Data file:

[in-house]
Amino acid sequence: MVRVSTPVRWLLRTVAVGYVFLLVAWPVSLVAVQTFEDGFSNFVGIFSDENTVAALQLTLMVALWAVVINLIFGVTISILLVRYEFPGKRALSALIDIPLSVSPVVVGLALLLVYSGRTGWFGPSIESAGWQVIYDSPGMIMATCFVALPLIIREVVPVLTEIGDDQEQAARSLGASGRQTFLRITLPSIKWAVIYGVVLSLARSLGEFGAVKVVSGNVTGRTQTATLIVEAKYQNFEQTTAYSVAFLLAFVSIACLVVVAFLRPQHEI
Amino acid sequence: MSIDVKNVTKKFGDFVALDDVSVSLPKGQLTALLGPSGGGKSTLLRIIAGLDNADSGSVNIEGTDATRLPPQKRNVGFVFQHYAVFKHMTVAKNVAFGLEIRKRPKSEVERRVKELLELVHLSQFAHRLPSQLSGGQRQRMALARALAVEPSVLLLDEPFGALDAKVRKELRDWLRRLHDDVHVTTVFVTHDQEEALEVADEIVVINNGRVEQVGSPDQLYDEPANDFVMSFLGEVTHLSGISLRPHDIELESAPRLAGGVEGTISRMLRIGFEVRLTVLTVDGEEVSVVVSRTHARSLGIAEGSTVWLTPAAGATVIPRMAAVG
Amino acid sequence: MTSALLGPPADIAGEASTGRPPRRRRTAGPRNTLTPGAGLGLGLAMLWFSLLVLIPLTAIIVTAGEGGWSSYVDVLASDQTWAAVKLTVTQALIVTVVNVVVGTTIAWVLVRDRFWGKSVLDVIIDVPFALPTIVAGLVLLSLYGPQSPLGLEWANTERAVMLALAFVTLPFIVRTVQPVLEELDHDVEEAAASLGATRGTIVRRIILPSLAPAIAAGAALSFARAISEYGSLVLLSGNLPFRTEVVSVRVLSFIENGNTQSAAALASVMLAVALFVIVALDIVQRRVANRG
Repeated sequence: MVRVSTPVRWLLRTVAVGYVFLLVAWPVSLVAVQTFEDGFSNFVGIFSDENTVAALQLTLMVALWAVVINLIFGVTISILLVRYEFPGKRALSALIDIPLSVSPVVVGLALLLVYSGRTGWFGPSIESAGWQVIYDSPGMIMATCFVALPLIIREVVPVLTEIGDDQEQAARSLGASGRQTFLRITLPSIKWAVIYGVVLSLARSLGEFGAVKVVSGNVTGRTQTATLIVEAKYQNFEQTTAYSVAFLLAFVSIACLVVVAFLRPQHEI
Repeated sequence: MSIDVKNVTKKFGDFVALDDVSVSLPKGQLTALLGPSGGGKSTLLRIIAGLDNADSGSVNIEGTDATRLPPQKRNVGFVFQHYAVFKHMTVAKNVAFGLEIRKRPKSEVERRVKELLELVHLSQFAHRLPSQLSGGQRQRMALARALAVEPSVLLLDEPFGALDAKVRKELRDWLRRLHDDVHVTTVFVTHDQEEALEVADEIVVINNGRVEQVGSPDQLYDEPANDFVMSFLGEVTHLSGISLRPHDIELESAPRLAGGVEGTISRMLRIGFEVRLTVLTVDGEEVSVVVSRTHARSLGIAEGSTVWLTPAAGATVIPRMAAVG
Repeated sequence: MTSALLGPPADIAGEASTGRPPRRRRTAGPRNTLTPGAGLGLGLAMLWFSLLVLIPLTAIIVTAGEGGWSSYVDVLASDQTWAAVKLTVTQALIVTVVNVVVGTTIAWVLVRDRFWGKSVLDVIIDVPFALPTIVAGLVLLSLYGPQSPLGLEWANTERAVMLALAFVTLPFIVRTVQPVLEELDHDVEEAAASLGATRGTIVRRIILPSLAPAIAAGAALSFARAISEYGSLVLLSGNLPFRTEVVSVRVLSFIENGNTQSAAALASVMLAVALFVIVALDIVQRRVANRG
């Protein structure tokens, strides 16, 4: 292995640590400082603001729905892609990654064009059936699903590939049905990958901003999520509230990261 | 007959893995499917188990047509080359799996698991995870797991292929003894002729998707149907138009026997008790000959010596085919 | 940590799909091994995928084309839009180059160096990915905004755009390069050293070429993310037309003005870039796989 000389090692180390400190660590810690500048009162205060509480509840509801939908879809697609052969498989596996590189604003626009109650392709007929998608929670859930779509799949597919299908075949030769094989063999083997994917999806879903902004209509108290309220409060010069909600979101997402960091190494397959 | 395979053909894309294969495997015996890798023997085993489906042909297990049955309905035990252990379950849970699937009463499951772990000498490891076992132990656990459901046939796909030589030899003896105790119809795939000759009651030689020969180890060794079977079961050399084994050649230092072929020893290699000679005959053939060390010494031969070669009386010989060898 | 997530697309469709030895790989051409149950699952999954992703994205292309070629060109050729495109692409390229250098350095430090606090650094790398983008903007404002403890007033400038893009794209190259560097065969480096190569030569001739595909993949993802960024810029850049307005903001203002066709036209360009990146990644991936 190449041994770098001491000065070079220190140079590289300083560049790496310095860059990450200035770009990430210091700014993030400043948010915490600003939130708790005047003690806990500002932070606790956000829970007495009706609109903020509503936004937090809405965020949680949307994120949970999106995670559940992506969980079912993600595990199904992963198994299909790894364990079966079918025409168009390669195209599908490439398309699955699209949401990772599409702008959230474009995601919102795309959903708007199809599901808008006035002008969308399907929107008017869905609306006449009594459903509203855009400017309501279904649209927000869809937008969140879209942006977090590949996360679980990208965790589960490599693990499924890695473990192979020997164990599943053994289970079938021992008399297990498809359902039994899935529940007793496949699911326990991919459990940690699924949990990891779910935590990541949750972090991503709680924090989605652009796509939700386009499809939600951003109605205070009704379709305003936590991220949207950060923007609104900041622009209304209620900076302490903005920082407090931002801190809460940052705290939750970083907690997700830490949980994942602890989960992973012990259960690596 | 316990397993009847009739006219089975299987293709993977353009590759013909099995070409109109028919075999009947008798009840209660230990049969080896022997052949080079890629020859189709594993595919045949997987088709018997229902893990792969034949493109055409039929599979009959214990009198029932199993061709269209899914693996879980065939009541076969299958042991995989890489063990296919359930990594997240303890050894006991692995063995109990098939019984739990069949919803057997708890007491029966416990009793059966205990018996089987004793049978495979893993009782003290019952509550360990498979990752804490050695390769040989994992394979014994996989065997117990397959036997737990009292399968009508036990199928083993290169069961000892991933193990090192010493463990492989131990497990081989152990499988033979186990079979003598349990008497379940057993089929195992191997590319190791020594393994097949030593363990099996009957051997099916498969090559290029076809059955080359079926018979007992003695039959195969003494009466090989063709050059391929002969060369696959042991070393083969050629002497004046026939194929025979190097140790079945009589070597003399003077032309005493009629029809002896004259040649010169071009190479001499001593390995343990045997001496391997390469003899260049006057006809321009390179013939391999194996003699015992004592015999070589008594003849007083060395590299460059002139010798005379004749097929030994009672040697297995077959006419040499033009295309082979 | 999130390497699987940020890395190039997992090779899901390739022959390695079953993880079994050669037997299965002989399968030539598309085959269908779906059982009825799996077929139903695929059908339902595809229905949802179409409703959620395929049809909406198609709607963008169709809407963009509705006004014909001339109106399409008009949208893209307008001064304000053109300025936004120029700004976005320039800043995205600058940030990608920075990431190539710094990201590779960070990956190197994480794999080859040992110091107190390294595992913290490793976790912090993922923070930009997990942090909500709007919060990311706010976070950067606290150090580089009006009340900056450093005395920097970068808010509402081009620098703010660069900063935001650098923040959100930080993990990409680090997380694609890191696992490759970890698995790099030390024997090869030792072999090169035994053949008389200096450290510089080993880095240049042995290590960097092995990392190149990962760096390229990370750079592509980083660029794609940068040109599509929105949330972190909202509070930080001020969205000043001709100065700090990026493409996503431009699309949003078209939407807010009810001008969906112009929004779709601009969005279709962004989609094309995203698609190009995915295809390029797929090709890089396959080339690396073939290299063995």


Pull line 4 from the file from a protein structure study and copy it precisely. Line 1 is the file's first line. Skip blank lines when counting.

Amino acid sequence: MTSALLGPPADIAGEASTGRPPRRRRTAGPRNTLTPGAGLGLGLAMLWFSLLVLIPLTAIIVTAGEGGWSSYVDVLASDQTWAAVKLTVTQALIVTVVNVVVGTTIAWVLVRDRFWGKSVLDVIIDVPFALPTIVAGLVLLSLYGPQSPLGLEWANTERAVMLALAFVTLPFIVRTVQPVLEELDHDVEEAAASLGATRGTIVRRIILPSLAPAIAAGAALSFARAISEYGSLVLLSGNLPFRTEVVSVRVLSFIENGNTQSAAALASVMLAVALFVIVALDIVQRRVANRG